>> ||
>> || I could not find any non-esoteric use for the vl-trimming behavior of
>> || the current PoR for larger SEW/LMUL,
>> | I've found coders and compiler writers collectively more ingenious than I,
>> |   not only more eyes in free software but a spectrum of inner-eye
>> | perceptions and mindsets.
>>
>> | So although relevant to the discussion, in the negative it is not
>> | compelling as a benefit.
>> || so given these benefits I move we
>> || adopt the "sets vill for non-iso SEW/LMUL" meaning.
>>
>> || The circuit has
>> || to calculate (vsew_new-vlmul_new)!=(vsew_old-vlmul_old) to determine
>> || vill, but now never needs to read
>> | I disagree with this behaviour. increasing VLMAX does not invalidate
>> | current vl and should not" raise an exception" even indirectly.
>> | If we are needing a warning , let assembler/compilers do it note b above.
>>
>> | I also disagree that we always set vill if VLMAX reduced but vl is still
>> | < newVLMAX.
>> | Only if the ratio changes do we need to read vl, so in the frequent case
>> | I agree vl read can be avoided.
>> | To avoid a vl read
>> || or write vl.
>> | My principle is hardware should not attempt to debug or correct software.
>> | Although hardware developers may believe a specific
>> | validation/verification facility will be useful to programmers (SEW/LMUL
>> | in-variance checking)
>> | such "policy" should not be imposed but rather a means to electively
>> | support such a policy be provided.
>> | Setting vill when original vl cannot be maintained is valid, enforcing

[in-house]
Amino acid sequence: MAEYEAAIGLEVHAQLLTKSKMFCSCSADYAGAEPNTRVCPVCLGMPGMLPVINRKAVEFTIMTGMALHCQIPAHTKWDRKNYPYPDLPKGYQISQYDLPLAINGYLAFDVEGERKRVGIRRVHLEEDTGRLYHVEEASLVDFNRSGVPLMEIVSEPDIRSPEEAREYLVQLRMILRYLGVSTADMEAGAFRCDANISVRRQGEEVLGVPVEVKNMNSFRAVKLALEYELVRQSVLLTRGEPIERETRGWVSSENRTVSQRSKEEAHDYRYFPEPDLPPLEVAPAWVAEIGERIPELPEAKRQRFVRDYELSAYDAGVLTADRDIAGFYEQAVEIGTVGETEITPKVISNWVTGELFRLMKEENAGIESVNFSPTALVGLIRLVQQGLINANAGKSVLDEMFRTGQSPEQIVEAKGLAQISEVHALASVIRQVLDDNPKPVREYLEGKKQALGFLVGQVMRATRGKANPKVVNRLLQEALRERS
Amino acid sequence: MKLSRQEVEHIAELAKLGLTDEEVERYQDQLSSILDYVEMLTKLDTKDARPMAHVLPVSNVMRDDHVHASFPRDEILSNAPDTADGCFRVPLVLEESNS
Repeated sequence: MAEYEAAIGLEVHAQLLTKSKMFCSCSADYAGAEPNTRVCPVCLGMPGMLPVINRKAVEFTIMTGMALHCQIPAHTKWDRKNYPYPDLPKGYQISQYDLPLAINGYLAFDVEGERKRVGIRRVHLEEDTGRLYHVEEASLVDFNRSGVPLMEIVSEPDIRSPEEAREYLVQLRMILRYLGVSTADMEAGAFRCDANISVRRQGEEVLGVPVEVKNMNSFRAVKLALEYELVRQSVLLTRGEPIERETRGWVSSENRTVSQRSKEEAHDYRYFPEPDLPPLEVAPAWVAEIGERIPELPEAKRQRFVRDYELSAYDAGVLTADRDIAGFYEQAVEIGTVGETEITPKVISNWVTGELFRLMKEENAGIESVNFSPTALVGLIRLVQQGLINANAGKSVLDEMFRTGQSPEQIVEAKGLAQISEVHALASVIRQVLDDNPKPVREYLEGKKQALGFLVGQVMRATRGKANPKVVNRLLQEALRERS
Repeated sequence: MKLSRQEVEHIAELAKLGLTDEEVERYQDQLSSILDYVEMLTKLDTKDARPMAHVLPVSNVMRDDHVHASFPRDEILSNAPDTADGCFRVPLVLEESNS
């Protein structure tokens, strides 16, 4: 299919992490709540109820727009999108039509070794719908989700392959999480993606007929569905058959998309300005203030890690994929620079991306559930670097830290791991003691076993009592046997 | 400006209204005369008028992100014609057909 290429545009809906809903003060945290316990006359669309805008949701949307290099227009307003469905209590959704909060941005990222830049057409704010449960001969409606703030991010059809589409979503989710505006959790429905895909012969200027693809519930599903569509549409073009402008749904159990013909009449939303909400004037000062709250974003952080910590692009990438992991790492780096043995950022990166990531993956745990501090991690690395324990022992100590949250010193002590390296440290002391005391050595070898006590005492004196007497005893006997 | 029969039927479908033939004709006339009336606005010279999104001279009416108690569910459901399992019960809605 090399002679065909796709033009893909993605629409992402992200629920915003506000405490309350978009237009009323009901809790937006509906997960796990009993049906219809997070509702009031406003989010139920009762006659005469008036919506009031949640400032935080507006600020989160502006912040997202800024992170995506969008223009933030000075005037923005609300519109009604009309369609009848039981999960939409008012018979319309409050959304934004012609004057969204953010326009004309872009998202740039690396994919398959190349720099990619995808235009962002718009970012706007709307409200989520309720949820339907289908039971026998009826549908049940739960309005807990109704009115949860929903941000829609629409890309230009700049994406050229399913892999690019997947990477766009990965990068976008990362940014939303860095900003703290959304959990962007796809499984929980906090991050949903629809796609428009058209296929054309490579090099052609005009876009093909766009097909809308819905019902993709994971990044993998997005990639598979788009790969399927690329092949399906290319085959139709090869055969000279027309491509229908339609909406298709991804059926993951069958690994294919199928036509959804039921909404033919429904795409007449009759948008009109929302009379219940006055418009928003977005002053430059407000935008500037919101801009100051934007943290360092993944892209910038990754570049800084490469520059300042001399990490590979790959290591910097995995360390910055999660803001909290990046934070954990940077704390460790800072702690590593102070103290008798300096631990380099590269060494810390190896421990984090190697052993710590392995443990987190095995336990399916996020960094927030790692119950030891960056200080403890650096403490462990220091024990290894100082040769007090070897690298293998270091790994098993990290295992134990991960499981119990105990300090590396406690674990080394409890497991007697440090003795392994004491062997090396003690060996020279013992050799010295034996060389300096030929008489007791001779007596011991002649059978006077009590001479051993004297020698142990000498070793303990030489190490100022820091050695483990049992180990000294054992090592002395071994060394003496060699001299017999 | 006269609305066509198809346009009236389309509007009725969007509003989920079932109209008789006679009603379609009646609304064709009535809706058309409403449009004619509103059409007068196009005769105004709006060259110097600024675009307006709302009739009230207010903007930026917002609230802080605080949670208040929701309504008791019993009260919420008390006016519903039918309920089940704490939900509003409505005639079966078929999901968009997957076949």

>> | an invariance policy is not.
>> || ...
>> || As a general optimization guide, software should endeavor to use this
>> || form instead of passing in AVL to avoid the vl update when not
>> || necessary.
>> | I agree.
>> | This is what was envisioned by providing x0,x0.
>> | Further, this encoding implies an intent which makes code clearer.
>> | Someone doing tricks needs to add a comment.
>>
>> | I'm leaning to accepting the proposal as I amended.
>> ||
>> || I hope this is one we can resolve on the mailing list to save time in
>> || the next meeting.
>> | as do I.
>> ||
>> || Krste
>> ||
>> ||
>> ||
>> ||
>>
>>
>> |
>>
>>





Krste Asanovic
 

On Wed, 22 Jul 2020 23:37:02 -0700, Andrew Waterman <andrew@...> said:
| On Wed, Jul 22, 2020 at 11:19 PM David Horner <ds2horner@...> wrote:

| #3) If vill is set should vl remain unchanged? (I vote for yes).

| Other vsetvl[i] instructions that set vill=1 also set vl=0.  Deviating from that course would be needlessly painful and not especially beneficial.

It does add a non-orthogonality, but it is certainly beneficial in
renamed machines to know that vl is never changed by the instruction.

Krste


Andrew Waterman
 



On Wed, Jul 22, 2020 at 11:42 PM <krste@...> wrote:

>>>>> On Wed, 22 Jul 2020 23:37:02 -0700, Andrew Waterman <andrew@...> said:

| On Wed, Jul 22, 2020 at 11:19 PM David Horner <ds2horner@...> wrote:

|     #3) If vill is set should vl remain unchanged? (I vote for yes).

| Other vsetvl[i] instructions that set vill=1 also set vl=0.  Deviating from that course would be needlessly painful and not especially beneficial.

It does add a non-orthogonality, but it is certainly beneficial in
renamed machines to know that vl is never changed by the instruction.

Disagreed. It’s fine to treat vsetvl instructions that set vill as pipeline flushes. Uarch can therefore assume vl isn’t changed.



Krste


David Horner
 

see the rest of the thread for more context.

On 2020-07-23 2:37 a.m., Andrew Waterman wrote:
It would appear that #5 is a net win for circuitry and a better